Attitudes toward democracy are formed at an early age, and to ignore important lessons on civic education in those early years risks creating long-term effects on voting, community engagement and beyond. This is starkly evident when millennials continue to have the lowest voter turnout of any age group. Another impact of limited civics education was highlighted by David Brooks in an Aug. 19 New York Times commentary, explaining that a quarter of young Americans said democracy is a “fairly bad” or “very bad” system of government based on the World Values Survey.

This is alarming and, coupled with data that children in the early grades are spending less time in social studies than ever before, is profoundly sobering. (See Leming, Ellington & Schug in “Social Studies in Our Nation’s Schools.”) This campaign season makes it even more challenging to embrace the values of a democratic process for electing a president.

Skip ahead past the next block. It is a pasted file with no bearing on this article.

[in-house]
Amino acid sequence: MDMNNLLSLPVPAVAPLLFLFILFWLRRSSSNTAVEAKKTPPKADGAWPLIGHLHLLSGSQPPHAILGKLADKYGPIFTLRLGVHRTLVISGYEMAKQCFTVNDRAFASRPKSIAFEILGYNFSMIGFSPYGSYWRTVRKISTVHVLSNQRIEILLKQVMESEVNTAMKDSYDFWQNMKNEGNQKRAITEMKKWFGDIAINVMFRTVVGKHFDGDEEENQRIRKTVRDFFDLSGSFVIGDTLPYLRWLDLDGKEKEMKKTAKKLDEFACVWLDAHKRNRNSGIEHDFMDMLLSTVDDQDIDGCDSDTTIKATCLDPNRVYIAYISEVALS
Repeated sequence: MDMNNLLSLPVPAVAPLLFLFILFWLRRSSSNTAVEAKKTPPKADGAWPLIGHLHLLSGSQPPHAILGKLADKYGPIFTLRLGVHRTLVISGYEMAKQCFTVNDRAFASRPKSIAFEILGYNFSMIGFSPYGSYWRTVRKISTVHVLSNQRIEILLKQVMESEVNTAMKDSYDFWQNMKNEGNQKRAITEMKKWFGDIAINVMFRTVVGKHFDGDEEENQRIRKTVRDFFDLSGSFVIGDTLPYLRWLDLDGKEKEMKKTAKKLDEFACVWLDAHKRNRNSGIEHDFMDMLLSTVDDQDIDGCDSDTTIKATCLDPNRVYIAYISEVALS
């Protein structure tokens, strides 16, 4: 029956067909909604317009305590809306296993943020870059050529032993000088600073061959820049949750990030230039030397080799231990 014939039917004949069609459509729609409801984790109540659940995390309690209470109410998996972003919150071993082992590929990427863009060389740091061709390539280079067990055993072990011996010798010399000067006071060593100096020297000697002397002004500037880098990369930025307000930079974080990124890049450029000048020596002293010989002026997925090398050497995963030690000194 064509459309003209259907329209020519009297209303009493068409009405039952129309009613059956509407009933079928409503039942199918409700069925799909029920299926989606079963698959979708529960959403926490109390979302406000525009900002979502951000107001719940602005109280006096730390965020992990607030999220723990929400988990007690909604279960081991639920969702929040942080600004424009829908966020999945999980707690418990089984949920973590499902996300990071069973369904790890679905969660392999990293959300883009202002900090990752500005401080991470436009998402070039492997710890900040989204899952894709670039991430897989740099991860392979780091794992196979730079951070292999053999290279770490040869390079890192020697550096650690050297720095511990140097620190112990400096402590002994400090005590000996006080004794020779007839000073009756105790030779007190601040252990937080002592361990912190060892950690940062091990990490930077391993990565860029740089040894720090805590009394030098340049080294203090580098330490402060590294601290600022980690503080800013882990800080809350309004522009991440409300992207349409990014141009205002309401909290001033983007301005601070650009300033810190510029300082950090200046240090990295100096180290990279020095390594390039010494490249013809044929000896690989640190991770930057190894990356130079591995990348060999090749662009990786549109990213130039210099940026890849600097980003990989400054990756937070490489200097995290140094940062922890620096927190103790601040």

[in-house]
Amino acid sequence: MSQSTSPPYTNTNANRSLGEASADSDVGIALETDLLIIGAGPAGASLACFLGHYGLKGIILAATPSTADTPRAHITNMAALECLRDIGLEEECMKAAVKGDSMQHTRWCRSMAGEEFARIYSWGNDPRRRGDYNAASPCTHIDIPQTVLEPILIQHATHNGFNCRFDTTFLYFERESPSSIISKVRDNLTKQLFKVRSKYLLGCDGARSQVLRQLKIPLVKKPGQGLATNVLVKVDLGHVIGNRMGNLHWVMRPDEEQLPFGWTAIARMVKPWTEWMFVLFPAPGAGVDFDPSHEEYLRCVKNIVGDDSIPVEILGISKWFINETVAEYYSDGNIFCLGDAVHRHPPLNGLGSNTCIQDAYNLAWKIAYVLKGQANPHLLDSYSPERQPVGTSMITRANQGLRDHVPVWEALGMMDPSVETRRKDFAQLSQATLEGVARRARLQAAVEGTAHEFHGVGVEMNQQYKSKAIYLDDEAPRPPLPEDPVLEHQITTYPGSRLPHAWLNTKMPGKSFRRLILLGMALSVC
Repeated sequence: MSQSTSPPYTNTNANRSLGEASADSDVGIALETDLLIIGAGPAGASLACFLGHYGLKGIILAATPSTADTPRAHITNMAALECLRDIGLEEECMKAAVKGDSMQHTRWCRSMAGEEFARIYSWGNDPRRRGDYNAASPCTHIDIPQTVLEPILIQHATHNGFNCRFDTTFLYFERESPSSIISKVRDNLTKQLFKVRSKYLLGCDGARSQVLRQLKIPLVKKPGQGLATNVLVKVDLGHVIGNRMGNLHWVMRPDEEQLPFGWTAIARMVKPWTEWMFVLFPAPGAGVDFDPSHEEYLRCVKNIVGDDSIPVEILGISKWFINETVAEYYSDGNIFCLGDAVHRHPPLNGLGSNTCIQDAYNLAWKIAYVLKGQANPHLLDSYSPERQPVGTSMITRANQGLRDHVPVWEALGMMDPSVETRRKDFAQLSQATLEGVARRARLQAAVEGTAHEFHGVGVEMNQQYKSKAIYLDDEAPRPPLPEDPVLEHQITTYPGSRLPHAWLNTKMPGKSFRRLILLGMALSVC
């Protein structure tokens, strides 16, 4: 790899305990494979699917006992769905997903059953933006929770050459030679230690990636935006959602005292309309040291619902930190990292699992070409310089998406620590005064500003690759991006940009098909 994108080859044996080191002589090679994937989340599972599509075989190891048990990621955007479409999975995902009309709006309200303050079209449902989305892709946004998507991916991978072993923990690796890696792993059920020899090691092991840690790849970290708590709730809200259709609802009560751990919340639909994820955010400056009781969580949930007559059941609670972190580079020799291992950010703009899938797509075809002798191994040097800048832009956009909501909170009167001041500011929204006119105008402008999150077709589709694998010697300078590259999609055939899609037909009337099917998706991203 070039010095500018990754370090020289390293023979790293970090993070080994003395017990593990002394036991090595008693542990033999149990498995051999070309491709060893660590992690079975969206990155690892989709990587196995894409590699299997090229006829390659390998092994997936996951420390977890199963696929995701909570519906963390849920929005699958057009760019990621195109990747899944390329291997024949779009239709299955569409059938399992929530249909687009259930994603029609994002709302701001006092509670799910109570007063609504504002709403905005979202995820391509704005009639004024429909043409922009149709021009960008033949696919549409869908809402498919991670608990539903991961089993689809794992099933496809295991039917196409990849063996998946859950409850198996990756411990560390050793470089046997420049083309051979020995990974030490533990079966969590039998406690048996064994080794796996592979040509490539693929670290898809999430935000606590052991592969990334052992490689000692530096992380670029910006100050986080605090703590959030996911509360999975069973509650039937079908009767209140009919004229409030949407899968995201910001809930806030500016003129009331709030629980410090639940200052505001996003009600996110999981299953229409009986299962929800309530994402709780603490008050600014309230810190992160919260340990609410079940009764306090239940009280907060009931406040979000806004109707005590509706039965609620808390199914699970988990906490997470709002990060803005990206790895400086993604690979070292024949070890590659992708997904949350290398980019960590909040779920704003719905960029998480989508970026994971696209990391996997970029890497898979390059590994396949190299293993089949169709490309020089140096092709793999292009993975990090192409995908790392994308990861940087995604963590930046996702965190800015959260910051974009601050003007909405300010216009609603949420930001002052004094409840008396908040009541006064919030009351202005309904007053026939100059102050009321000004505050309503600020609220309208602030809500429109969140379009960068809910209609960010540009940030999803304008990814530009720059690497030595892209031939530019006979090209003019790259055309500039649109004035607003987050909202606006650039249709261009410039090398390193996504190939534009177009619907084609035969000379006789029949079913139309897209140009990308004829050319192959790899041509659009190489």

For these reasons, among many others, Washington state’s Council on Public Legal Education is spearheading a statewide Civic Learning Initiative. The initiative seeks to support development of high-quality civic learning opportunities for all students throughout the state, especially underserved youth – immigrants, refugees, youth in rural communities and youth of color.

Promoting the narrative strategy for teaching children about the presidential election is one example of encouraging development of a more vibrant civics education program for Washington’s children.

Guided by the teacher, students divide into two groups with each group forming their own political party and deciding what they stand for, organizing party platforms and creating campaign slogans for a national presidential campaign. Students imagine themselves as campaign workers or presidential and vice presidential candidates for their party. They create adult characters with a history of experiences that would make them well qualified to run for president or work in the campaign headquarters.